If you use Twitter, what’s the best thing that’s happened to you because of it?  If you don’t use Twitter, did this convince you yet?

Mercedes M. Yardley wears poisonous flowers in her hair and writes whimsical horror.  Her short story “Werewolf 101” was just released this month in John Skipp’s Werewolves and Shape Shifters: Encounters with the Beast Within anthology alongside stories by Neil Gaiman, HP Lovecraft, Chuck Palahniuk, and Charlaine Harris.  She’s still jumping up and down over it.  Mercedes works for Shock Totem Magazine and is represented by Jason Yarn of Paradigm Talent Agency. Come swing by her blog at A Broken Laptop.  They eat cookies and sing songs there.

Comments — What do you think?

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Of *course* Mercedes and I are friends. We just stab each other now and then, that’s all. Don’t all friends do that? 😉

Cate Gardner

I knew I was playing this twitter game wrong. Note to self: do things before you log on.

Roni Loren

What a great story! As you know, I’m a firm believer in the power of social networking. Without my blog, I may not have landed my agent, so I’m all for putting yourself out there.


[…] MY AGENT THROUGH TWITTER, and then she asked me to write a guest post about it.  Which I did.  Won’t you come and read it? Pretty […]


Simon and I are the best of murderous friends. It’s in our freely flowing blood.

Thank you so much for having me, Jami! Yay, social media! 😀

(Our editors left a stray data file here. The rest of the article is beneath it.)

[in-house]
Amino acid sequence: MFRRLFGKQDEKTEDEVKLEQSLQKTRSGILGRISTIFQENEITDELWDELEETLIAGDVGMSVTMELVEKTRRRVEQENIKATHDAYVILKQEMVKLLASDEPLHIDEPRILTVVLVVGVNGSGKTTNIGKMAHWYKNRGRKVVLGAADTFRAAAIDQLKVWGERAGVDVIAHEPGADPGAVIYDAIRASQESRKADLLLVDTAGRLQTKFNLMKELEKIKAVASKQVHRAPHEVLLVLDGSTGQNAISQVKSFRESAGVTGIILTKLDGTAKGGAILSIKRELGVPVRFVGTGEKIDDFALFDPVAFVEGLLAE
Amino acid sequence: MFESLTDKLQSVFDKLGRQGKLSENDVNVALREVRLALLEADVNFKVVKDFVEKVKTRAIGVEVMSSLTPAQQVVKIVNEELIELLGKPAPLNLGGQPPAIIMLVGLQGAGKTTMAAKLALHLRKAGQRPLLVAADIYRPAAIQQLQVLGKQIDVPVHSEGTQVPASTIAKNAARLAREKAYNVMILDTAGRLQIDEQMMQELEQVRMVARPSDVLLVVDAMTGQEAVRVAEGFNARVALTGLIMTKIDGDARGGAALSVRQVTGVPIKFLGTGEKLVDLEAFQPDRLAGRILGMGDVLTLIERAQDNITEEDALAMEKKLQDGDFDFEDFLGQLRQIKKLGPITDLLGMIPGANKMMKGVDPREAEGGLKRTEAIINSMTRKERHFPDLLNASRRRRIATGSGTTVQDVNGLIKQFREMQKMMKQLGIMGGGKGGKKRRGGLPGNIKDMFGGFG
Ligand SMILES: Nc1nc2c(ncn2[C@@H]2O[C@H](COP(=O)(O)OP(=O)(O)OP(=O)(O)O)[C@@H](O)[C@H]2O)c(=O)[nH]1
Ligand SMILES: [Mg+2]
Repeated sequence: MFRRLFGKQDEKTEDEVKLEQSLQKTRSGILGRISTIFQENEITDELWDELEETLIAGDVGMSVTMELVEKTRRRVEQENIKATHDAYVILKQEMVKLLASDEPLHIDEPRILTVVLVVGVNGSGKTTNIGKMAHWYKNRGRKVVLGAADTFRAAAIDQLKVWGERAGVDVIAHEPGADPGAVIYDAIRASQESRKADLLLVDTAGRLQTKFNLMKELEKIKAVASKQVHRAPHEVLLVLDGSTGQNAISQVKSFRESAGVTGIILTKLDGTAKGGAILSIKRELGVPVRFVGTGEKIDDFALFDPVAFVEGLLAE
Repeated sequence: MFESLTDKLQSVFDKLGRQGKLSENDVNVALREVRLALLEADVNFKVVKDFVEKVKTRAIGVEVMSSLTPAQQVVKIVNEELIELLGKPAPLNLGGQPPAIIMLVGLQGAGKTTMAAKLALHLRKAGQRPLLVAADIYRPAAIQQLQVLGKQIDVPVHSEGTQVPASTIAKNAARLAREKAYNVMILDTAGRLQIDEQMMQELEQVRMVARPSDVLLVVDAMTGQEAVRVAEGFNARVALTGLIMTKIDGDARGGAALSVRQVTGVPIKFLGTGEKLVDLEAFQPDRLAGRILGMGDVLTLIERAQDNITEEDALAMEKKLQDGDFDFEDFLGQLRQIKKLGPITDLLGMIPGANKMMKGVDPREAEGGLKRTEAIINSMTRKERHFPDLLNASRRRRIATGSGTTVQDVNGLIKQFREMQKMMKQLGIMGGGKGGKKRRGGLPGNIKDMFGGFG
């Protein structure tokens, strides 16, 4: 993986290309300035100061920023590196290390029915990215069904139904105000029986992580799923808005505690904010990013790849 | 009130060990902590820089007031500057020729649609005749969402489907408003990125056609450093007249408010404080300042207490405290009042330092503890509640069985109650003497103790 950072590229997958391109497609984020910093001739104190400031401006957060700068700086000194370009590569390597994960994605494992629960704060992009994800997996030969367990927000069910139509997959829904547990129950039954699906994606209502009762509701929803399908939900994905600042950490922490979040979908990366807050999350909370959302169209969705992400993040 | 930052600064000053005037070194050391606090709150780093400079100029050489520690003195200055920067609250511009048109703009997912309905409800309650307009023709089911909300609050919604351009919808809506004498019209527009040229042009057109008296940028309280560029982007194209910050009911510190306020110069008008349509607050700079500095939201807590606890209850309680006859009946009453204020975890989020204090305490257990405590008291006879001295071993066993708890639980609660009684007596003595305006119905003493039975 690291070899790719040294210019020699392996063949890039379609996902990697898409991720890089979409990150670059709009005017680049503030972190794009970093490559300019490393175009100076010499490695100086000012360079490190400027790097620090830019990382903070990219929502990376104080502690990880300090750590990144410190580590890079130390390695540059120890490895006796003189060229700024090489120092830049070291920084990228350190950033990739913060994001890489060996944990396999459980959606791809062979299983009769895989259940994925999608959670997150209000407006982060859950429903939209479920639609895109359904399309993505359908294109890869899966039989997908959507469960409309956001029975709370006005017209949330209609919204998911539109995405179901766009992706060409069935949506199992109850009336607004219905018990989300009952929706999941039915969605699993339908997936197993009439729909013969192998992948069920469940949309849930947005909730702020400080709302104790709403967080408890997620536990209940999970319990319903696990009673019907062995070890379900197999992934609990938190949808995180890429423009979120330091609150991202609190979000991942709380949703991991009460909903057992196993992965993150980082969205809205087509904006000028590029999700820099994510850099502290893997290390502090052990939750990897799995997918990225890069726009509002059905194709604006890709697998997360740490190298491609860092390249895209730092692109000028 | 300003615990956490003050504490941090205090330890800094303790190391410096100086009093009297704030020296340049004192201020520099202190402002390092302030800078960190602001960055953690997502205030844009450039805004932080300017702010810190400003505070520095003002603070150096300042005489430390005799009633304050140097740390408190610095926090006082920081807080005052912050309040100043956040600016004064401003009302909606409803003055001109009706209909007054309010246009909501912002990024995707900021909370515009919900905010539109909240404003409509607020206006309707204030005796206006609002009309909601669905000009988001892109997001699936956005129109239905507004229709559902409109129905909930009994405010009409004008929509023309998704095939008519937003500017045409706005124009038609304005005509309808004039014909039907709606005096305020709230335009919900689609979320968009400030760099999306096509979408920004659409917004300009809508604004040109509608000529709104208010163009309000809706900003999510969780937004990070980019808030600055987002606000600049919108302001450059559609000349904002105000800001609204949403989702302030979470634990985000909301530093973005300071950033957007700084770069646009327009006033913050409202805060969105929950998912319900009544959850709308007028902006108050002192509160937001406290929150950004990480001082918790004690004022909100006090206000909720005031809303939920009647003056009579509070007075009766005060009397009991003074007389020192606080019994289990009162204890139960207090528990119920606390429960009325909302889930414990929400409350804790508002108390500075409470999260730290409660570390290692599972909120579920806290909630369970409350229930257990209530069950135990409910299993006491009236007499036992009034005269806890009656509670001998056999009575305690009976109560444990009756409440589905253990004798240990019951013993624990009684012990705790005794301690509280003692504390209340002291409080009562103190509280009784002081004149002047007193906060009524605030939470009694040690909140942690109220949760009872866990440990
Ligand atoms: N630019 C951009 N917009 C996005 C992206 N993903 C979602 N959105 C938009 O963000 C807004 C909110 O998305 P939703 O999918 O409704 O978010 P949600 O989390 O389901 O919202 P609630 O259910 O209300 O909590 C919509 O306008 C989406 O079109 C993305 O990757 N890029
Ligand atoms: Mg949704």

Okay, OKAY! I get it. 🙂

Great post and story, Mercedes! My problem is that I’m just so introverted that twitter is tough for me.

Murphy 😀


@Jami: I’m SO introverted it’s sinful. 😉 You like that one, did ya?

Okay, Mercedes, spill. What was the one line that hooked/interested your agent? Inquiring minds want to know.



I felt that way at first, too, Murphy. I used to ask people if I could follow them, and they were like, “You’re asking? It’s Twitter! It’s a free for all!” “Eavesdropping” is totally allowed. Come hang with us. It gets a lot easier. 🙂

The line was basically the hook to my query letter (thank goodness I had written and polished my query, right?!) and I think it was something like:

(Main Character’s name) is destined to be murdered, so naturally things go awry when she befriends a tortured musician, a flirty market fish-thrower, and a starry-eyed hero who is secretly a serial killer bent on fulfilling her dark destiny.

Normally I wouldn’t have so many adjectives in one sentence, but I had to cram as much info into one sentence as I could! 😉



Thanks for sharing, it sounds awesome. And adjectives? *insert sigh of pleasure here* I love, love, LOVE them! 😉


K.M. Walton
K.M. Walton

Mercedes you already know how cool/kind/strong you are…but I’ll tell you again!!!!!

Lee Thompson

Great job, M!

Damien Walters Grintalis

Awesome post and a great story, Mercedes! Twitter is indeed something else, isn’t it?


I knew Twitter had a purpose!

Yay Mercedes.

BTW, nice library in the background of the pic. And that looks like a comfy chair. 😉


Erica Chapman

I came over via Mercedes blog ;o) OMG I love Mercedes, we also met on Twitter. She’s an excellent and fun tweep! This is a great story I didn’t know about. That’s awesome!!

Great blog here, Jami ;o)

Erica Chapman

I followed over via Mercedes blog! Great blog here, Jami ;o) I didn’t know about that story. That’s awesome! I know Mercedes on twitter as well. Twitter rules!!

Have a great weekend ;o)


You guys are so awesome! I love my Twitter friends. Seriously.

Yes, Mason, what a wonderfully cosy and comfortable chair! Look at all of the amazing books! I wonder where this amazing picture was taken?? 😛